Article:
In August of 2009, my then-husband and I drove out to Washington state with our two little boys. To pass the time, my husband had bought an audiobook, The God Delusion. To provide a bit of context, here's a brief outline of my religious life up to that point:
Birth -- 2002: Faithful Mormon
2002: Excommunicated for fornication (married the man I fornicated with)
2003: First attempt at returning to the Church
Lasted a few months, but in the end just didn't feel right
Tried a few unimpressive Protestant churches
Pregnancy with first child makes questions about God feel more urgent
2004: Complications at birth and scary-as-hell emergency c-section that I take as a sign from God that he wants me to return to the One True Church. So I do with new determination to be humble and make it work, for the sake of my child. Cognitive dissonance increases to intolerable levels.
2005: I leave the LDS Church for good, more or less set all religion aside for a while.
2006 -- 2009: Still have nagging feelings that there's gotta be something more to life than just what meets the eye. Dabble in a few more Protestant churches, discover ideas about the sacred feminine and feminist spirituality, really get into yoga and meditation during second pregnancy (2007-2008), become disenchanted with organized religion, determined to forge my own path, a lot of dabbling, no real consistency, nothing fully satisfying, a persistent unease and yearning for an unnameable Something.
"I've heard about this book, been wanting to read it for a while," my husband said. All my spiritual exploring and dabbling over the previous few years had been done solo. My husband completely lost all interest in any religion or spirituality when we left the Church. He started listening on headphones before I did and was enthusiastic. "I think you'd actually really like this," he said.
I listened to bits and pieces of it throughout the trip and found I liked and agreed with most of what Dawkins had to say. When he described pantheism as a reverence for nature, the belief that God is all of nature and the universe, I thought, Yeah, that's exactly what I believe. (Not sure where I'd say my beliefs are these days, but that was a good description of where I was at the time.) Then he said that pantheism was merely sexed up atheism. So I figured I was at least leaning more toward the atheist side of things. (Though I now have a problem with lumping pantheists in with atheists. As a friend pointed out, "No one made Dawkins the Grand Pope of pantheism. Let the pantheists speak for themselves.")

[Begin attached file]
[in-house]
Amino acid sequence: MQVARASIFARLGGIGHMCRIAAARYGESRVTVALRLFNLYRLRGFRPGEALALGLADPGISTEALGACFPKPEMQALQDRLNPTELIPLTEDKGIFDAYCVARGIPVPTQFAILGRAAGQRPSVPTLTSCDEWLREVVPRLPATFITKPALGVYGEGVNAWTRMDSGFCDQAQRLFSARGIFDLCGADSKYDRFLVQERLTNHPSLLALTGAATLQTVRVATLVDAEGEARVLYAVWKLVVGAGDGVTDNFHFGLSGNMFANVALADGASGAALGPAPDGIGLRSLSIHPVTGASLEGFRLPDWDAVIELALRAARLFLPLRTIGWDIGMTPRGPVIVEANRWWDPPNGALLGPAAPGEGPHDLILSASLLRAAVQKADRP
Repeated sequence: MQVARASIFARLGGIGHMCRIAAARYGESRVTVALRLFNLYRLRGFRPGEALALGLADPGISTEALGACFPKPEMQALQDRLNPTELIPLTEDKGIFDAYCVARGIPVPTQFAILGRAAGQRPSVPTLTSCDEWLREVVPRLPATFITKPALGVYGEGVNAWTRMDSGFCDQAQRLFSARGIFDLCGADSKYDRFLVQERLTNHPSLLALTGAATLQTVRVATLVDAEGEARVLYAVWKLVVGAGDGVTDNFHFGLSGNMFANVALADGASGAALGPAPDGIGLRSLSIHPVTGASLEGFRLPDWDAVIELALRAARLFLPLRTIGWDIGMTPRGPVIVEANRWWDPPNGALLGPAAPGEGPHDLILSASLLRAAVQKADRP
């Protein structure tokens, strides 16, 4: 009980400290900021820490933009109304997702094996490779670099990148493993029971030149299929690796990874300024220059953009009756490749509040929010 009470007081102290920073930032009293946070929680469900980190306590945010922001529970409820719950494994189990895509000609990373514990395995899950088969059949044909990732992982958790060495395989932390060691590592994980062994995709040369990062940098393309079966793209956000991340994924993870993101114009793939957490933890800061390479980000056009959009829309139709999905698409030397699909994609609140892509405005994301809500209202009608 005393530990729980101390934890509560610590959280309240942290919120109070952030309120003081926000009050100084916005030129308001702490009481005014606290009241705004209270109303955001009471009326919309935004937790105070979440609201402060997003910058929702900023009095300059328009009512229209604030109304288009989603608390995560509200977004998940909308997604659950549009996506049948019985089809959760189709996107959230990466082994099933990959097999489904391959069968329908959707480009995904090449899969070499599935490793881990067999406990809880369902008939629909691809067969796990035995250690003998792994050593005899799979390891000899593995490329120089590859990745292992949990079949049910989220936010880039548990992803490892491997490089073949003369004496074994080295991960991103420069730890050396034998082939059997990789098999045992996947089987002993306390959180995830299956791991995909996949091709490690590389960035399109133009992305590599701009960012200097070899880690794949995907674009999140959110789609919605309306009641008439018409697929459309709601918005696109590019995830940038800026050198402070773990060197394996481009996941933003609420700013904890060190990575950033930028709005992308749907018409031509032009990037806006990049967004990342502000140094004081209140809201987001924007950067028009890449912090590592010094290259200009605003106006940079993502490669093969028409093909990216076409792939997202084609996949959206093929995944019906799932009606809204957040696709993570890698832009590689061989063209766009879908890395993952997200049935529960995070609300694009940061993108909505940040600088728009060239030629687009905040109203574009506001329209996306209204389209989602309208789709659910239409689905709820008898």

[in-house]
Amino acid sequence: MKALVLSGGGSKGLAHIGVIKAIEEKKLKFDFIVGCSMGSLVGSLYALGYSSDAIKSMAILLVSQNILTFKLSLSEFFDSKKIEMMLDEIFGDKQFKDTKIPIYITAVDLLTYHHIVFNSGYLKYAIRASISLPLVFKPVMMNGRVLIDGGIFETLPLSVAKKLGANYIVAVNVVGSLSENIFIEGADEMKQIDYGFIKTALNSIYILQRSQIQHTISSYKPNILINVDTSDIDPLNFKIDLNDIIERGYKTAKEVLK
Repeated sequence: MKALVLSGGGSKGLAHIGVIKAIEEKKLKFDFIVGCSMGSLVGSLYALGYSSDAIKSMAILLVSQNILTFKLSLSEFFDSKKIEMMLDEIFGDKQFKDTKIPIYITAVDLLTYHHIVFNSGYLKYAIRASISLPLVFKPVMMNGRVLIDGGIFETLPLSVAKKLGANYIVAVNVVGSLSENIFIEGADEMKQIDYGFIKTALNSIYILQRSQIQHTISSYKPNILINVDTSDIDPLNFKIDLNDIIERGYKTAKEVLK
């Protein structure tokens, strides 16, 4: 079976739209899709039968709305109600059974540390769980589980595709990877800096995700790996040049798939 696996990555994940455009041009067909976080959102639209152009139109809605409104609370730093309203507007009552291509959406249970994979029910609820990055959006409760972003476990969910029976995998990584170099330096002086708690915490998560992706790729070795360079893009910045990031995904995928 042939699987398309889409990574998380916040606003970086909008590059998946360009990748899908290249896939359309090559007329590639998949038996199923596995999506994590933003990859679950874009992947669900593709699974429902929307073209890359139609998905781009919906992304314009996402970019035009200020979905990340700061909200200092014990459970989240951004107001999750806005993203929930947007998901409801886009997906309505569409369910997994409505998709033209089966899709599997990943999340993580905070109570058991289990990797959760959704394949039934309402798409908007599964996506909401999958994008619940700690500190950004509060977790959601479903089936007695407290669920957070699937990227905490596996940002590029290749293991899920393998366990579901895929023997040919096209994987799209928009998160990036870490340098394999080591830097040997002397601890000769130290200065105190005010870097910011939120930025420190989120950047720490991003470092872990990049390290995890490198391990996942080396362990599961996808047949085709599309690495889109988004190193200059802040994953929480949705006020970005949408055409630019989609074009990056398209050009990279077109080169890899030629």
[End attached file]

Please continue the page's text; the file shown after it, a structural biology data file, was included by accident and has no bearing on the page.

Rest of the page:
When we got home, I listened to the rest of the book. So much of what he said resonated with conclusions I had already drawn myself: the danger of taking things too literally, basing policy and science on religious beliefs; denying evolution; the abusive nature of teaching kids to be afraid of God; the intrusiveness of imposing religious beliefs into other people's lives; the way atheists and non-religious people have been looked down upon, feared and marginalized. I could see clearly that not believing in God was a perfectly legitimate conclusion to come to and did not make one a demon.
I was listening to the book while washing dishes a few days after returning from our trip. The doorbell rang. I opened the door to a smiling man in a white shirt and tie. I would have thought he was a Mormon missionary except he was alone. "Good morning, ma'am! We're out in the neighborhood sharing a verse from the Bible with folks today."
"Oh, no thank you," I said.
"Oh, okay. Can I ask why?"
"We're atheists." He literally jumped off my front step. I couldn't help chuckling as I shut the door.
But I was troubled. The words out of my mouth were a surprise. I had not planned to say them.
And I winced a little to hear it.